Abstract 12006: Patients with Obesity and Type-2 Diabetes Present Cardiac IAPP Accumulation: A Source of Cardiomyocyte Ca2+ Dysregulation
Patients with obesity and insulin resistance/hypeinsulinemia have elevated circulating levels of islet amyloid polypeptide (IAPP), an amyloidogenic protein making up the amyloid deposits within pancreas and kidneys. It is increasingly appreciated that the toxic form of amyloidogenic proteins is not amyloid but small oligomers that attach to membranes and alter cellular Ca2+ homeostasis. We assessed the hypothesis that IAPP oligomers accumulate within the heart in patients with obesity and insulin resistance and alter cardiomyocyte Ca2+ cycling.
Using an anti-IAPP antibody, we compared the level of accumulation and characteristic size distribution of IAPP oligomers in failing and non-failing hearts (N=53) from patients with obesity and type-2 diabetes and from lean, healthy subjects. We found large IAPP amyloid oligomers (>32 kDa) and plaques in failing hearts from patients with obesity and diabetes, but not in hearts from lean, healthy individuals. Smaller (<32kDa) IAPP oligomers were even elevated in non-failing hearts from overweight/obese patients, suggesting an early stage of accumulation. We used Sprague-Dawley rats transgenic for human IAPP (HIP rats; N=14) to investigate how cardiac IAPP accumulation affects cardiomyocyte function. Sprague-Dawley rats expressing only the native rat IAPP isoform, which does not form amyloids, were used as negative controls (N=16). In cardiac myocytes from HIP rats, we found larger amplitude and slower relaxation of Ca2+ transients, elevated diastolic Ca2+ level, sarcoplasmic reticulum Ca-ATPase remodeling and hypertrophy. In contrast, control rats expressing the same level of non-amyloidogenic rat IAPP have normal cardiomyocyte function.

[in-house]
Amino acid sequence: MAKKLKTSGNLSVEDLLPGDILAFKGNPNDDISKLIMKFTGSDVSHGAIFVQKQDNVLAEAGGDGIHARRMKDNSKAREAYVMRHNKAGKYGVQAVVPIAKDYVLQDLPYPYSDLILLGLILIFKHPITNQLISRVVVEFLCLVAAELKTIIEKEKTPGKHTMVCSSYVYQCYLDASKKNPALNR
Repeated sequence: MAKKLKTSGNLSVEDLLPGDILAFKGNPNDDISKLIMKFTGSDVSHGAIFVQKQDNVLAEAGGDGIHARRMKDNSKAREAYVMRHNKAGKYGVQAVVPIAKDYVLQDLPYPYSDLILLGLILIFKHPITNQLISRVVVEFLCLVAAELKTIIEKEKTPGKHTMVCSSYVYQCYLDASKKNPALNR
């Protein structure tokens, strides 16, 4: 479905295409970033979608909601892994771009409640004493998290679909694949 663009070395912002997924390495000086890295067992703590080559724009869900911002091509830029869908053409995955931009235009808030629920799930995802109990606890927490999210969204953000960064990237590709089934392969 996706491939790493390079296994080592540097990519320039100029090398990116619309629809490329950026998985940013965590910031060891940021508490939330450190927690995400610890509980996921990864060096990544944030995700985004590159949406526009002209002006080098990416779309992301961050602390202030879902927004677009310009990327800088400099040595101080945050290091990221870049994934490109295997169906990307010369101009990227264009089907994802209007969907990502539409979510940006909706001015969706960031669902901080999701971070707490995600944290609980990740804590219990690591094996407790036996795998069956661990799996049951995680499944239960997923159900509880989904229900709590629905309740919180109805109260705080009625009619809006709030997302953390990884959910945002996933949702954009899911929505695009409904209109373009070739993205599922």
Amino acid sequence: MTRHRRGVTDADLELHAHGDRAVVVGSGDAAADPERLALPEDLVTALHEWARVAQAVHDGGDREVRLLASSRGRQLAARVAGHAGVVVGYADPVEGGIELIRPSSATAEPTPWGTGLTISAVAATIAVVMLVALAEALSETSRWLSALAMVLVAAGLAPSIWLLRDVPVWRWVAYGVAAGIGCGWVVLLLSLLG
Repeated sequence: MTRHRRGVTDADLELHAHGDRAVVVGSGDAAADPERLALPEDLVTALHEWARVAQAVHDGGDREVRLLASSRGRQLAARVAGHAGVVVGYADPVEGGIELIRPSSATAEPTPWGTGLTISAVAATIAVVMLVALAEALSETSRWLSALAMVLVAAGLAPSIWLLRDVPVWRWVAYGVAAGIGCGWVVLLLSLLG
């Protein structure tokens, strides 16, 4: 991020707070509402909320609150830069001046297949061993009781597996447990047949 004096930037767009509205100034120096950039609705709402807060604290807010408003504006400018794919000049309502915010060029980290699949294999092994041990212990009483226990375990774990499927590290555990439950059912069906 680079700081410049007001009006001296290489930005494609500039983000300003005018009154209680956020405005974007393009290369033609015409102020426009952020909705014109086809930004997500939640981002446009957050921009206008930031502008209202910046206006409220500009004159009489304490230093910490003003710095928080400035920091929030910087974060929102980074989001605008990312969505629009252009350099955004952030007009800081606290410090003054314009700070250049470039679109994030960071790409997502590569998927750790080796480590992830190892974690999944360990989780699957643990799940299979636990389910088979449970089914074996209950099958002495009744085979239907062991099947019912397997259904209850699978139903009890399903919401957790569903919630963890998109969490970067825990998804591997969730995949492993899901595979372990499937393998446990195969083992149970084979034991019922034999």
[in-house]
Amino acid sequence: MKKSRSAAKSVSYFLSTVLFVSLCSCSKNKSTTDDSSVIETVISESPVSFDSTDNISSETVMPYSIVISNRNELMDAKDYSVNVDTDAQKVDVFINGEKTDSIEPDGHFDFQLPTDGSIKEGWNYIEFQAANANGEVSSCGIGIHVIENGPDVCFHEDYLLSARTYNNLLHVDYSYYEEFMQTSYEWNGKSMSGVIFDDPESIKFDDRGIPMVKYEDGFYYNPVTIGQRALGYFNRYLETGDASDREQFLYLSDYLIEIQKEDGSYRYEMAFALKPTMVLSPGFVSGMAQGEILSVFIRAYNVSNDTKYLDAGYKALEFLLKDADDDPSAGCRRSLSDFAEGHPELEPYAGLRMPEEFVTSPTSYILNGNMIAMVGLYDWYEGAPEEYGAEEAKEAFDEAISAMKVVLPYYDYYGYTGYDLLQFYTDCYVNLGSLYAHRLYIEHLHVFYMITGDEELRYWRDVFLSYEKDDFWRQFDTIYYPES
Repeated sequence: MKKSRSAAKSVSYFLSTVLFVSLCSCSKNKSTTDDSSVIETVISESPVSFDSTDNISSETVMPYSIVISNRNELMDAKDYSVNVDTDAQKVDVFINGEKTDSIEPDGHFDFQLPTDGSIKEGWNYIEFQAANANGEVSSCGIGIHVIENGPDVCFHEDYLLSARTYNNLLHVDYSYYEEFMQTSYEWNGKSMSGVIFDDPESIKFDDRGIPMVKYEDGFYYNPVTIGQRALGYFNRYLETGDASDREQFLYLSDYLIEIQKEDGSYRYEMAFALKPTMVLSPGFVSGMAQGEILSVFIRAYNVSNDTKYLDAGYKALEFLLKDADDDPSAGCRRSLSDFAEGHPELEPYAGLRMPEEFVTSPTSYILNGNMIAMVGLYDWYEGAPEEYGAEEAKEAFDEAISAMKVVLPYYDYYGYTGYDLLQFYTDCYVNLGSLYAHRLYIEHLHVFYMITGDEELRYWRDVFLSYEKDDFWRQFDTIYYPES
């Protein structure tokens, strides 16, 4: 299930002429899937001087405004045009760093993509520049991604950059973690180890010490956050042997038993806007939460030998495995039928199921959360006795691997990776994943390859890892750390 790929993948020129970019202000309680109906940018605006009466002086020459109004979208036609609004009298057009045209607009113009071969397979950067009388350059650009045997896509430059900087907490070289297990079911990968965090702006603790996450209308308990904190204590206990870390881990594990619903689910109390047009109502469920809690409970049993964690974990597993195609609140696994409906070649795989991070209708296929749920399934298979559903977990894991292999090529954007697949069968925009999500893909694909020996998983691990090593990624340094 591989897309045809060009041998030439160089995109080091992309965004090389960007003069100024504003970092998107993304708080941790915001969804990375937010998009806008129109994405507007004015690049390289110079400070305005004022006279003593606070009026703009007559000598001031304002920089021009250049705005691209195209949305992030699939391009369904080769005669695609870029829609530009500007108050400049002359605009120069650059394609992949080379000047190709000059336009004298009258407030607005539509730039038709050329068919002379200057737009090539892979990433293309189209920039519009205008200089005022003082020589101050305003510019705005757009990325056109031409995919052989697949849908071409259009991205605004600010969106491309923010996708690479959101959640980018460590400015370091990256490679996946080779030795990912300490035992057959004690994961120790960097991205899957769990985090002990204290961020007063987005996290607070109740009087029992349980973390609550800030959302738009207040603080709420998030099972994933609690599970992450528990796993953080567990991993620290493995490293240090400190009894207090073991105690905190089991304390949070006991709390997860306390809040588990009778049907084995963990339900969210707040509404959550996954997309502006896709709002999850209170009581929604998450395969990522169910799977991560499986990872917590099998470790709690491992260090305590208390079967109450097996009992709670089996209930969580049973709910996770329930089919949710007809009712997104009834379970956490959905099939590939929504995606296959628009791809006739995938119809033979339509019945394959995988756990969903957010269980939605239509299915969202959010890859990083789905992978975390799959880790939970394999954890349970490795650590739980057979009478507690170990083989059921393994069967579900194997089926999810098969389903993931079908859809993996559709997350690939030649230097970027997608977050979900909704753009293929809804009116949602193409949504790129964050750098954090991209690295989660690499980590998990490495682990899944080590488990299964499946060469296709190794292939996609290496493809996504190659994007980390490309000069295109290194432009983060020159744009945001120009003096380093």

In conclusion, these data demonstrate that IAPP oligomers accumulate within the heart in patients with overweight/obesity and type-2 diabetes. Cardiac IAPP accumulation promotes myocardial toxicity by altering cardiomyocyte Ca2+ regulation in a rat model.
- © 2011 by American Heart Association, Inc.